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Is there any way to to interpret a string such as "hello\r\n\world" into a string where \r\n has been converted into their actual literal values.

The scenario is that a user types in a regex replacement expression and types \r\n in the UI. That get's escaped but I'd like to get the actual interpreted string from that.

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1  
Can't you just use String.replace()? –  GregS Oct 1 '10 at 23:19
    
Well outside of \r\n I'd rather not having to replace every possible \X literal and \uXXXX etc manually if possible –  Nisse Oct 1 '10 at 23:41
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2 Answers 2

up vote 1 down vote accepted

The Apache commons StringEscapeUtils.unescapeJava(...) methods will do the job. Though it is not clear from the javadoc description, these methods handle unicode escapes as well as "ordinary" Java String escapes.

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ok this is exactly what I'm looking for. Thanks!! –  Nisse Oct 2 '10 at 9:54
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I'm not directly familiar with an 'easy' way of handling this (i.e. I am note aware whether there is a built in library which can handle this). But one way of doing this, is to read up on the JLS specification on escape sequences and write a single-pass parser, which can find and evaluate each escape sequences. (Check the JLS 3.10.6 Escape Sequences for Character and String Literals).

Now I know for a fact, that there are a few oddities which you quickly will forget to handle, for example octal escapes are tricky, because it allows either 1,2 or 3 digits, and in each case there are different allowed values for when it's an escape, and when it's just the integer.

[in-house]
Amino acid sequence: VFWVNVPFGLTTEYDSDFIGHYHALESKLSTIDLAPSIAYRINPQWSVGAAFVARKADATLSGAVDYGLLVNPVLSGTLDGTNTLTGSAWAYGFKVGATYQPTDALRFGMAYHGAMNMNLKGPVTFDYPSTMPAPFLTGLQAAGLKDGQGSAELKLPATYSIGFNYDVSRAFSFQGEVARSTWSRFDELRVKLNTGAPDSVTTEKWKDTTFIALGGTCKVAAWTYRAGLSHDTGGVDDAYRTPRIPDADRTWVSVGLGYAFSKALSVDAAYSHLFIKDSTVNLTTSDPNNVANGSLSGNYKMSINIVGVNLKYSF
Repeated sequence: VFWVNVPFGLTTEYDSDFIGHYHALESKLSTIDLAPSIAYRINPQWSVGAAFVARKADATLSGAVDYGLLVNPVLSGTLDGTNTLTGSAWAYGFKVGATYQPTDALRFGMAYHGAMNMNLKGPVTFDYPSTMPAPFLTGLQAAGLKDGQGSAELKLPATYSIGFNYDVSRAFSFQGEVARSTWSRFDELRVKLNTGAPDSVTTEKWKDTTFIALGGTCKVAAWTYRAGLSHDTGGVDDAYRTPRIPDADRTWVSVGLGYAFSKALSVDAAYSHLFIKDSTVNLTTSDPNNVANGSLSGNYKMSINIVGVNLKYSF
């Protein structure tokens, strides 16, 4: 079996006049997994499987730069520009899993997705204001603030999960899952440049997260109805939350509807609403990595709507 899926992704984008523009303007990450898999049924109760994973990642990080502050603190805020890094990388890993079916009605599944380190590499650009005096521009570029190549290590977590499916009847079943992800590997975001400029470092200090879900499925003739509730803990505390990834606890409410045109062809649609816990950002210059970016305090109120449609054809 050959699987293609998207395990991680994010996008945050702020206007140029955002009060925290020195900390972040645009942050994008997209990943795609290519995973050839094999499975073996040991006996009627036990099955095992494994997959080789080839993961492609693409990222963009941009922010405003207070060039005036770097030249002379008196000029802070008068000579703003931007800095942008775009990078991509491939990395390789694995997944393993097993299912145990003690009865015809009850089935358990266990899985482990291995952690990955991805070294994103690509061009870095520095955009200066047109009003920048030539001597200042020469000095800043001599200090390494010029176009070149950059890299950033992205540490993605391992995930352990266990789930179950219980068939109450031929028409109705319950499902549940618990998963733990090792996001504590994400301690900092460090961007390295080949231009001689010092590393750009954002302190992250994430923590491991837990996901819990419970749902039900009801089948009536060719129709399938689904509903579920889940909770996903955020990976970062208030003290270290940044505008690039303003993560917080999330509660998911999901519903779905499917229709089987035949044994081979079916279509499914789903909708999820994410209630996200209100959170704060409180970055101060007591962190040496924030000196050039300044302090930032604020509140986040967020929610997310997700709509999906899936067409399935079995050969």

Take the example string "\431" this is the ocal escape '\43' concatenated with the character '1', because the first digit of the octal escape is 4, and thus cannot be a full three digit octal value as it only allows [0-3] as the first digit in that case.

Just about a year ago I was co-writing a Java compiler for a subset of the 1.3 specification, which does have escape sequences, and below here I have included our code for handling escapes - you should actually be able to take this code literally as it is and include in a Utility class (maybe throw in a credit if you feel charitable):

private String processCharEscapes(String strVal) {
    // Loop helpers
    char[]          chrArr = strVal.toCharArray();
    StringBuilder   strOut = new StringBuilder(strVal.length());
    String          strEsc = "";    // Escape sequence, string buffer
    Character       chrBuf = null;  // Dangling character buffer

    // Control flags
    boolean inEscape    = false;    // In escape?
    boolean cbOctal3    = true;     // Can be octal 3-digit

    // Parse characters
    for(char c : chrArr) {
        if (!inEscape) {
            // Listen for start of escape sequence
            if (c == '\\') {
                inEscape = true;    // Enter escape
                strEsc = "";        // Reset escape buffer
                chrBuf = null;      // Reset dangling character buffer
                cbOctal3 = true;    // Reset cbOctal3 flag
            } else {
                strOut.append(c);   // Save to output
            }
        } else {
            // Determine escape termination
            if (strEsc.length() == 0) { // First character
                if (c >= 48 && c <= 55) {   // c is a digit [0-7]
                    if (c > 51) {   // c is a digit [4-7]
                        cbOctal3 = false;
                    }
                    strEsc += c;    // Save to buffer
                } else {    // c is a character
                    // Single-character escapes (will terminate escape loop)
                    if (c == 'n') {
                        inEscape = false;
                        strOut.append('\n');
                    } else if(c == 't') {
                        inEscape = false;
                        strOut.append('\t');
                    } else if(c == 'b') {
                        inEscape = false;
                        strOut.append('\b');
                    } else if(c == 'r') {
                        inEscape = false;
                        strOut.append('\r');
                    } else if(c == 'f') {